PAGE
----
In a shift that analysts said reflects progress in Saudi talks with Yemen’s Houthi rebels to end the Yemen war, State Department Iran envoy Brian Hook said today that Iran does not speak for the Houthis, whom he described as playing a more constructive role in issuing a cease-fire proposal.
“We should recall that the Houthis proposed a cessation of missile and air attacks with Saudi Arabia just days after the Iranians struck Saudi oil installations on Sept. 14,” Hook told journalists at the State Department.
“The Houthis’ de-escalation proposal, which the Saudis are responding to, shows that Iran clearly does not speak for the Houthis, nor has the best interests of the Yemeni people at heart,” Hook said. “Iran is trying to prolong Yemen’s civil war to project power. Iran should follow the calls of its own people and end its involvement in Yemen.”
Hook’s comments praising the Houthi de-escalation proposal stand in contrast to how he described the Houthis, in a September Wall Street Journal op-ed, as an Iranian proxy group. He further characterized the Iranian-Houthi relationship as a “strategic alliance.”
“Iran’s strategic alliance with the Houthis allows them to target Gulf nations at will with missile and UAV attacks, and to inspire, organize, and direct militant separatist groups in Saudi Arabia’s provinces,” Hook wrote in the Wall Street Journal. “The Houthis have launched Iranian-origin missiles at population centers such as Riyadh, hundreds of miles away.”
Hook's currently expressed view of the Houthis now more closely aligns with the long-standing, more nuanced assessment of the Yemeni group held by officials in the State Department’s Bureau of Near Eastern Affairs. They also reflect apparent progress in Saudi-Houthi talks, as the Saudis seek to accelerate efforts to unwind their military involvement in Yemen, analysts told Al-Monitor.
“Look, we have said all along that the Houthis are pursuing Houthi objectives,” former US Ambassador to Yemen Gerald Feierstein told Al-Monitor, reflecting the view more generally held by his former Bureau of Near Eastern Affairs, of which he served as principal deputy assistant secretary of state. “And the fact that they cooperate with the Iranians, and the Iranians help the Houthis because the Iranians see advantage in using the Houthis to pressure Saudi Arabia, all of that is true. But the Houthis have never been proxies of Iran. They never followed Iranian leadership guidance.”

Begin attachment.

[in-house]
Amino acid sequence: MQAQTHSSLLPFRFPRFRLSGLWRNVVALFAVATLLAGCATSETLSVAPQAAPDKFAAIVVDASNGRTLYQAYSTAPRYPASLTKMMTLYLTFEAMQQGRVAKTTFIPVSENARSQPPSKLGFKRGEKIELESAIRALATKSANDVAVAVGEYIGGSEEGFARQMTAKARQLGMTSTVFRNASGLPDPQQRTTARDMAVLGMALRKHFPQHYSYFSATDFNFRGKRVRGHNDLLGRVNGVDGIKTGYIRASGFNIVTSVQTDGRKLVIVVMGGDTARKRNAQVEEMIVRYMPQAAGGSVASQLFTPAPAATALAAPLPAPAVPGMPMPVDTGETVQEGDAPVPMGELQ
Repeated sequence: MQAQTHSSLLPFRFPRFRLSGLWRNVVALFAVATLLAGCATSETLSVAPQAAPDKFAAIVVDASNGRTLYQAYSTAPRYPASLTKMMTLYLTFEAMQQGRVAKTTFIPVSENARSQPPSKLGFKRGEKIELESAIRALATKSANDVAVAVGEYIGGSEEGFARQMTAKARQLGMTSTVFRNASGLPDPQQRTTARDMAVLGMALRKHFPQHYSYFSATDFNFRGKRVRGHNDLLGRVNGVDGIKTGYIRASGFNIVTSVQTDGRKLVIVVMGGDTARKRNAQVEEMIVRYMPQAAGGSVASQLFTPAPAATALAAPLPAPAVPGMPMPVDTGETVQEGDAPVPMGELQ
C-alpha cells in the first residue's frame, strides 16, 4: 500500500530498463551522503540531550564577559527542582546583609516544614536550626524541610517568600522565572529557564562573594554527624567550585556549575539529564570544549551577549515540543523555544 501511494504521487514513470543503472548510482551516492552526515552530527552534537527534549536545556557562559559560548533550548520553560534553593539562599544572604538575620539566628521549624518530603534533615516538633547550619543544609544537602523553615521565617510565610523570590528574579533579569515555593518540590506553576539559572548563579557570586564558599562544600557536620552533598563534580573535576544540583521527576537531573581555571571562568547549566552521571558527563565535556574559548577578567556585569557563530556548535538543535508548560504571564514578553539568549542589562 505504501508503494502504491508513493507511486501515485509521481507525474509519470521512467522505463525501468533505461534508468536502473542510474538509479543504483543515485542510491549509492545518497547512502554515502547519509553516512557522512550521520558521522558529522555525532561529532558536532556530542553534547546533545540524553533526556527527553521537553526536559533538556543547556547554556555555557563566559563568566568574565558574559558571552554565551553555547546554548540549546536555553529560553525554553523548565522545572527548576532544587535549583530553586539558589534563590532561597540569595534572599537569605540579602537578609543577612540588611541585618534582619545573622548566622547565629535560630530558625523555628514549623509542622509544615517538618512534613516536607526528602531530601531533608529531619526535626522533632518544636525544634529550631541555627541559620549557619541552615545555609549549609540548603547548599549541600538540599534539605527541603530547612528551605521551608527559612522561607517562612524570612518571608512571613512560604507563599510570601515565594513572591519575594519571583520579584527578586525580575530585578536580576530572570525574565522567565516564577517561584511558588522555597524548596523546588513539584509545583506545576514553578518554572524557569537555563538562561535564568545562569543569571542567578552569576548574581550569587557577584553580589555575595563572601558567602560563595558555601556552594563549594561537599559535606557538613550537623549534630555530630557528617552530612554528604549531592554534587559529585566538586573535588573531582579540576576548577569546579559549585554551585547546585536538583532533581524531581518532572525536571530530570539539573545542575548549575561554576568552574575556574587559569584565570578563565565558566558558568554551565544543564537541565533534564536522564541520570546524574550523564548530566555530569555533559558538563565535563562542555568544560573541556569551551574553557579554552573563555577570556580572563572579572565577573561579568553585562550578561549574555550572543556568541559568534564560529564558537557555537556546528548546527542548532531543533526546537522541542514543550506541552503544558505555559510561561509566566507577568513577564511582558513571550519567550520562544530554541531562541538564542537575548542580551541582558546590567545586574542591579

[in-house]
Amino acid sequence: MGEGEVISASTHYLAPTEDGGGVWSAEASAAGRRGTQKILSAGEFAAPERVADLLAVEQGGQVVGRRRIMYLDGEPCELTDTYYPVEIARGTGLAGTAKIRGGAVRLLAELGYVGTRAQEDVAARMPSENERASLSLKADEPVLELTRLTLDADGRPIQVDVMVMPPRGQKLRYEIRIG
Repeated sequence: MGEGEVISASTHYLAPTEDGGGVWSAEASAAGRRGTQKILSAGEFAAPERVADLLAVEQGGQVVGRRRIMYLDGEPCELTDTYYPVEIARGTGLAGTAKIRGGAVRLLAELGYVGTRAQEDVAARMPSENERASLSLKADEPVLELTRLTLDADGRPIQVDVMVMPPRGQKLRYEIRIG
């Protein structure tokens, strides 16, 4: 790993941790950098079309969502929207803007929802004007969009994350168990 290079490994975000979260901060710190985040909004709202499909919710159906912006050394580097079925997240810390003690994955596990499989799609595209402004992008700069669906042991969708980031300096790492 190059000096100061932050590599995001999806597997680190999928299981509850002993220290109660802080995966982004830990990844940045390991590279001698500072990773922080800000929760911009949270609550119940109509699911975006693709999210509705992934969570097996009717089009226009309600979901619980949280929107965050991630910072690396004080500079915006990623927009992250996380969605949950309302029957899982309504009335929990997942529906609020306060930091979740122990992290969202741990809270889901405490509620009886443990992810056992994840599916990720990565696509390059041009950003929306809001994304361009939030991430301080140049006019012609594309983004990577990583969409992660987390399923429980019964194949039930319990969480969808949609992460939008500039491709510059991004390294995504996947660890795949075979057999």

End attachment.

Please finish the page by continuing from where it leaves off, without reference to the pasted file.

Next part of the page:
“The ground has shifted since September 14,” said Feierstein, now with the Middle East Institute, referring to the date of a sophisticated drone and missile attack on Saudi oil facilities that the United States and three key European powers have attributed to Iran. “And the fact is, you have the Saudis now negotiating with the Houthis.”
“Let me be clear about this also: The Saudis and the Houthis have always been talking,” Feierstein added. “What has been changed, is the Saudis coming out publicly, saying, ‘Oh, by the way, we have a dialogue going with the Houthis.’”
The progress in Saudi-Houthi dialogue has come as Saudi Deputy Defense Minister Khalid bin Salman, the former Saudi ambassador to the United States and brother of Crown Prince Mohammed bin Salman, has taken the lead on the Yemen file, former diplomats and analysts told Al-Monitor. Bin Salman — often referred to by his initials KBS — traveled to Oman two weeks ago, where he met with Oman’s Sultan Qaboos, whose government has quietly tried to mediate between the Saudis and Iran, particularly on Yemen.
A priority for KBS is to get the Saudis out of Yemen before the US 2020 presidential election campaign goes into full swing. The controversial Saudi role in Yemen, as well as the killing of Saudi journalist Jamal Khashoggi, could become a top foreign policy campaign issue, especially among Democratic candidates.
“The Saudis, of course, have an eye on American politics and the 2020 presidential election,” Peter Salisbury, a Yemen analyst with the International Crisis Group, told Al-Monitor. “And they will not want to be the chief talking point in foreign policy debates.”
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